The Morgan Shoal reconstruction will provide a degree of coastal protection and flood damage reduction in keeping with the broader Chicago Shoreline Protection Project. This project will also provide an important link along the Lake Michigan waterfront to create an active, interesting, and educational place for people to visit, in keeping with the 1999 Burnham Park Framework Plan and the 2015 Morgan Shoal Framework Plan

Contract Information

Architect of Record – SmithGroup

Procurement Details

To view the Morgan Shoal procurement details Click here

FAQ – Physical Infrastructure

1. What are the primary proposed shoreline protection features?
o The majority of the new shoreline protection will be constructed with large armor stone. In addition, there will be a portion of smaller cobble (“pebble”) dynamic revetment, and an ADA accessible transition to the existing steel/concrete revetment at 51st Street.

2. What are the plans with all the existing limestone blocks?
o To the extent technically possibly, many of the existing limestone blocks will be salvaged and re-used in areas where they will be visible to Chicago Park District (“CPD”) park users. Some of the blocks will become seating, while others will be incorporated into a stepped feature behind the dynamic revetment.

3. Can the entire restoration be done with existing limestone, and make it look like steps?
o No. This area has been heavily degraded by storms and has had several prior repairs. There is insufficient material for the entire project to be re-built with existing limestone, and many of the existing stones are damaged. However, many of the existing blocks will be re-used away from direct wave attack.

4. Will any of the new shoreline protection block Morgan Shoal?
o No. The proposed project does not include placing any fill material on any part of the Shoal.

5. From these various viewpoints, will I be able to see the lake: Driving on DuSable Lake Shore Drive, walking or riding a bike on the lakefront trail?
o Yes. The new shoreline protection will be higher than the existing shoreline. Views from certain areas along DuSable Lake Shore Drive (DLSD) roadway will vary. The Lakefront Trail (“LFT”) will be raised in places to provide views over the new shoreline protection.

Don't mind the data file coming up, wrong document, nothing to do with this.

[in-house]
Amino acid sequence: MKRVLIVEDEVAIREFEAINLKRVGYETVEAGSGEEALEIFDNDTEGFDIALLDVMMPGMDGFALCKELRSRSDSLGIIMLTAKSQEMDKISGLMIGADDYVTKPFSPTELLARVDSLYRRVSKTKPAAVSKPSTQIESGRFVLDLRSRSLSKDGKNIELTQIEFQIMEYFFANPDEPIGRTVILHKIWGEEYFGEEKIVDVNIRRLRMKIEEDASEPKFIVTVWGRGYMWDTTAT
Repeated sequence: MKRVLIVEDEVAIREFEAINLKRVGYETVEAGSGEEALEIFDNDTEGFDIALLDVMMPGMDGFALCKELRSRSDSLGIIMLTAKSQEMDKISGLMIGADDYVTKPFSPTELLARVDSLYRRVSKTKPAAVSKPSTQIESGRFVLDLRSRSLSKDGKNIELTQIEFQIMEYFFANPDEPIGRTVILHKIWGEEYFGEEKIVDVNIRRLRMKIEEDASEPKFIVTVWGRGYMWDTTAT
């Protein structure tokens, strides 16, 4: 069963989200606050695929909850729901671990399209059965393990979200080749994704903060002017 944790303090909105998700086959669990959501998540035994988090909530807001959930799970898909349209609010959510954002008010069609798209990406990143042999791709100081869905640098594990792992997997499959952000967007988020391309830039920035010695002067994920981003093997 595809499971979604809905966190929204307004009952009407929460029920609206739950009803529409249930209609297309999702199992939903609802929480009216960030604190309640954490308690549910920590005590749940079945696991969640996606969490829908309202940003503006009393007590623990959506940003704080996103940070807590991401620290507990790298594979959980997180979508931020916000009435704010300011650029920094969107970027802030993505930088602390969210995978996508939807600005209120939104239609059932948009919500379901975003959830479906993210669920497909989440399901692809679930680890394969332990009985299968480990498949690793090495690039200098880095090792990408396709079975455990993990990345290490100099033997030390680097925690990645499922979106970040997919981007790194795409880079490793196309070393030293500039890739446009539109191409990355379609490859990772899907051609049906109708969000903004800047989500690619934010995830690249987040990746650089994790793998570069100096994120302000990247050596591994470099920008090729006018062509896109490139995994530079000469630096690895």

6. Will the project add parking?
o No. The project area does not include parking currently and there is no vehicular access on the east side of DLSD. No new parking is anticipated.

7. No new parking is proposed as part of this project, what are the opportunities for me to bring my family to this park?
o There is existing close proximity public parking west of DLSD at 47th Street and at 51st Street.

8. How does this project relate to the conditions and proposed project at Promontory Point?
o The Morgan Shoal Revetment Reconstruction Project is completely separate from Promontory Point, which is a Chicago City Landmark designed by Alfred Caldwell and is listed on the National Register of Historic Places (NRHP). The proposed design for Morgan Shoal is site-specific, and a future separate project at Promontory Point will be initiated at some time in the future, which will adhere to the Secretary of Interior’s Standards for the Treatment of Historic Properties with Guidelines for Preserving, Rehabilitating, Restoring, and Reconstructing Historic Buildings.

9. Are any new bridges proposed to improve access to this part of the Lakefront?
o Not at this time. The existing bridges at 47th Street and 51st Street will remain as they currently are.

10. Does the project protect / enhance the existing pebble beach?